The phrase originates from car windows which used to have manual handles, which need to be turned to lower the window, hence to 'wind' a window down.

I heard the phrase the other day, but the car in question had electric windows. Is it OK to say we 'wind down' electric windows, or is there a newer phrase?

  • Anything is okay if it gets the message across! :) But, yeah, to say "wind" when there is no crank seems out of place. So, I agree with @user3169 about using some alternative verbs in this situation. Or even: Could you put my window up--the wind is blowing in too much and messing up my hair?
    – user6951
    Mar 16, 2015 at 18:55
  • 4
    And here I thought you were going to ask about "an electric car's window" vs "an electric car window" vs "the window of an electric car" vs "power windows"
    – Jim
    Mar 16, 2015 at 22:25
  • i've managed to come up with 'slide'
    – JMP
    Mar 17, 2015 at 6:48
  • 3
    Don't you still hang up the phone? These things are fairly common in most languages - perhaps you can think of an example in your native tongue!
    – Sanchises
    Mar 17, 2015 at 9:38

5 Answers 5


There's nothing wrong with "wind" in this case. There are plenty of situations where we use a word that refers to an obsolete technology:

  • we dial a phone number, which makes the other person's phone ring; we hang up at the end of the call;
  • we listen to internet radio stations (though I suppose that's almost correct, if you're using wifi);
  • we carbon copy emails;
  • diesel-powered ships sail around the world.
  • not sure if this is the same thing, but aeroplanes still 'take off'?
    – JMP
    Mar 17, 2015 at 10:28
  • 3
    @JonMarkPerry That doesn't seem to be the same thing: what obsolete technology does that refer to? (E.g., "dial a phone number" refers to telephones using a rotary dial before they had keypads.) Mar 17, 2015 at 10:43
  • 2
    @JonMarkPerry "Is it OK to say we 'wind down' electric windows, or is there a newer phrase?" Yes, it is OK to say we 'wind down' electric windows. Mar 17, 2015 at 13:11
  • 3
    We do still "wind down" car windows, even when they're electric - we just use a (hidden) motor to help with the winding :-)
    – psmears
    Mar 17, 2015 at 13:38
  • 1
    For another example of obsolete usage persisting, we turn lights on and off, or shut them off: from the gas light era where there was a valve controlling the flow of gas. IIRC other languages also talk about opening and closing lights in their own idioms.
    – Random832
    Mar 17, 2015 at 16:51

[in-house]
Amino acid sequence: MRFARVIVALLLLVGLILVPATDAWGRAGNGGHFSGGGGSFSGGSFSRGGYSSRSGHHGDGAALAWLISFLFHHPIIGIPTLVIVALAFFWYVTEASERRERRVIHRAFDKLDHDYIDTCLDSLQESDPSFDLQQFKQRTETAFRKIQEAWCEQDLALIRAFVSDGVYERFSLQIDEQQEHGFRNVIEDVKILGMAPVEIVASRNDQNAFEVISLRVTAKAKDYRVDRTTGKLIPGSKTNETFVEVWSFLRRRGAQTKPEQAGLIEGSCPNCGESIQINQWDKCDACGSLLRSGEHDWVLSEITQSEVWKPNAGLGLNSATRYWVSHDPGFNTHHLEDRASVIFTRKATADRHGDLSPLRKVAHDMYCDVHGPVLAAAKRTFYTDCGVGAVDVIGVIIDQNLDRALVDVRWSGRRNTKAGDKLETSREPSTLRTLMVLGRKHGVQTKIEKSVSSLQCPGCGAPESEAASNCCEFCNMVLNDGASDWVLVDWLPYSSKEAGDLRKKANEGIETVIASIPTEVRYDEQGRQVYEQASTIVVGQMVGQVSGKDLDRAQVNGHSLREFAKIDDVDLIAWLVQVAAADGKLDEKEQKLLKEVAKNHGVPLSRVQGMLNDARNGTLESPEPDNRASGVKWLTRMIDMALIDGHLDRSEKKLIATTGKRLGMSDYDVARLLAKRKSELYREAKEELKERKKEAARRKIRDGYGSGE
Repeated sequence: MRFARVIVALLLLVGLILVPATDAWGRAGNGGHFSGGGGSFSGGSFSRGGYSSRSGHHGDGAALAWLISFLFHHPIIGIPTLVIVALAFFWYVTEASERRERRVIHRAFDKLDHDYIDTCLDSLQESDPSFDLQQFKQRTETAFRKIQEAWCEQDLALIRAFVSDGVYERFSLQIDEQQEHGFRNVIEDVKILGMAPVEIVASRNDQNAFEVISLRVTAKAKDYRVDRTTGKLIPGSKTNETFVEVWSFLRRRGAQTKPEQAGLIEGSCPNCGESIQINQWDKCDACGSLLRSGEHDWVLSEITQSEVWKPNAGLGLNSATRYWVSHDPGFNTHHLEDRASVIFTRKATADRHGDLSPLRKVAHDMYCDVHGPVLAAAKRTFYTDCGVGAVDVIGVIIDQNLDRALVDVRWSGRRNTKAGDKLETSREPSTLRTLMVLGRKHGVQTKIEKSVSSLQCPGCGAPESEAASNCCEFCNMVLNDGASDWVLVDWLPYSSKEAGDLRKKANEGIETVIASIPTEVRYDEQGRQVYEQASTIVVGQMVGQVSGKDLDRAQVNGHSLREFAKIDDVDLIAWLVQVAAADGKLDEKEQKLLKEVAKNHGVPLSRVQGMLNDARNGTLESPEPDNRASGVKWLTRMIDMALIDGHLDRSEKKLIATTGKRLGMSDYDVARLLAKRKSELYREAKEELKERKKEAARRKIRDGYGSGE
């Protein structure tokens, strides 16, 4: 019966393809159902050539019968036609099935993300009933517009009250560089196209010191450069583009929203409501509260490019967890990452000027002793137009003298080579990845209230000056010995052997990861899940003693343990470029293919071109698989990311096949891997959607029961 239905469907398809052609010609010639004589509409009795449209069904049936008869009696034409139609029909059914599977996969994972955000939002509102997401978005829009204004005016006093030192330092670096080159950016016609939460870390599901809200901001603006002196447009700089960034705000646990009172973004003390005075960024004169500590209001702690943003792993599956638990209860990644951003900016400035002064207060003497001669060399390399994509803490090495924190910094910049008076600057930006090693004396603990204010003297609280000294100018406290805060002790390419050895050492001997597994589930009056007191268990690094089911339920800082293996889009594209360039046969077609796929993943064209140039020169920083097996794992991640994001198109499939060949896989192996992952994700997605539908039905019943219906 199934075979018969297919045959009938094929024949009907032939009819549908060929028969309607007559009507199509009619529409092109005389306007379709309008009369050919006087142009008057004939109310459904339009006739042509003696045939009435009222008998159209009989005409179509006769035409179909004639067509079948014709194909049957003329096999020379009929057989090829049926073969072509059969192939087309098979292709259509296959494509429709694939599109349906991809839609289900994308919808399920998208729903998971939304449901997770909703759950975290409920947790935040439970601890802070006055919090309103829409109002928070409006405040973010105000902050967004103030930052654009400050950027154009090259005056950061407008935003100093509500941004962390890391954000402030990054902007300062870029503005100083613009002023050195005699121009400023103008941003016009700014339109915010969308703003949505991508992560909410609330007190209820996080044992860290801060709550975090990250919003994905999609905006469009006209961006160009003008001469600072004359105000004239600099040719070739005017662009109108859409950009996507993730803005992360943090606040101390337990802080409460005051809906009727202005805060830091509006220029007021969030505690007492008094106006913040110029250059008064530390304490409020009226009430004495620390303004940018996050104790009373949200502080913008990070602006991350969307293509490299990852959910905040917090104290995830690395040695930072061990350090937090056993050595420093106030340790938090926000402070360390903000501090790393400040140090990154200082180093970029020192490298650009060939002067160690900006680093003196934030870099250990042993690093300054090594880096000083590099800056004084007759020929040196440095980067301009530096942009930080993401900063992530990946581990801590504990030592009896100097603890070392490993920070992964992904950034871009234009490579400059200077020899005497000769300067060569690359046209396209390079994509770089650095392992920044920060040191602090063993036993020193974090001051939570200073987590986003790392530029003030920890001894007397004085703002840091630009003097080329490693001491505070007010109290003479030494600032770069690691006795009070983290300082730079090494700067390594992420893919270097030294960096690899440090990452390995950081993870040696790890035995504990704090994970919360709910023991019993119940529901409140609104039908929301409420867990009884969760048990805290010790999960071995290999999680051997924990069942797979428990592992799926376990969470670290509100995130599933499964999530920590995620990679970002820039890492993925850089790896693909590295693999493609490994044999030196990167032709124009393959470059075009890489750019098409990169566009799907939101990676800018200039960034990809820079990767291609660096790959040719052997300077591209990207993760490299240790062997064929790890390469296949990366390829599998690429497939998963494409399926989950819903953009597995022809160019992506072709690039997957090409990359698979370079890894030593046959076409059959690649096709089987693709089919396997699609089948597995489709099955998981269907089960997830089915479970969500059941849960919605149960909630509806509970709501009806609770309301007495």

Personally, I still say, "Roll down your window," even though I have never owned a car with manual windows. That is the phrase I always used growing up, so I still use it now. (I am 28). Everyone knows what I mean, and I don't think it sounds strange. Technically, there is a motor inside the car that is spinning and rolling the windows down, even if you are just pushing a button, right?

I live in the Midwest, but people in other parts of America may say "wind down", instead of "roll down".

If you wanted to use another phrase, I would go with "open" and "close".

  • 5
    My impression is that roll down is the usual phrase in American English and wind down is British. Mar 16, 2015 at 21:07
  • 4
    I've lived from California to Maine. AFAIK, "roll up/down" is standard in the US.
    – Zimul8r
    Mar 16, 2015 at 22:03
  • 7
    +1: "Roll down" is the idiomatic way (AmE) to talk about lowering a car's window, and it simply doesn't matter that it's no longer literal. See also: "rewind" to go back to an earlier point in a movie on DVD, "hang up" the phone, anything that you "turn on", "turn down" the volume... Mar 17, 2015 at 1:29
  • 2
    ... "write" an email, type or even worse dictate a "manuscript", perhaps arguably "drive" a car (literally-speaking you drive the horses, and they pull the carriage, but it's called driving a carriage by an obvious figurative connection). On my stereo I can still literally "turn down" the volume, it's a rotating analogue control, but I can also push a button on the remote and a motor turns it for me, much like the window :-) Mar 17, 2015 at 2:19
  • @BrianHitchcock I was responding to a now-deleted comment that seemed to be suggesting that English is only spoken in the USA. Mar 18, 2015 at 9:18

I would use:

Would you raise/lower your window?

or simply:

Would you close/open your window?

Since you can't see how the mechanism operates, you should just use visual observation terms.

  • I should use whatever I want to use, as long as my listener or reader will understand. :| Mar 17, 2015 at 2:09

You can also say:

Would you put your window down/up?

  • 1
    That gets the message across but it doesn't sound very natural to me (British native speaker). Mar 17, 2015 at 9:27
  • 1
    Definitely a US thing.
    – Zimul8r
    Mar 17, 2015 at 19:52
  • @Zimul8r not at all a US thing! No one I know says that, nor do I hear it in the popular media. Americans mostly say "roll up/down" or "open/close".
    – Rob K
    Jul 5, 2017 at 20:58

I think to say " turn the window down or up" as of turning your signal on or off would go with electric windows as you are in a same way turning a switch on or off. Both winding or Rolling do refer to windows with manual cranking handles.

You must log in to answer this question.

Not the answer you're looking for? Browse other questions tagged .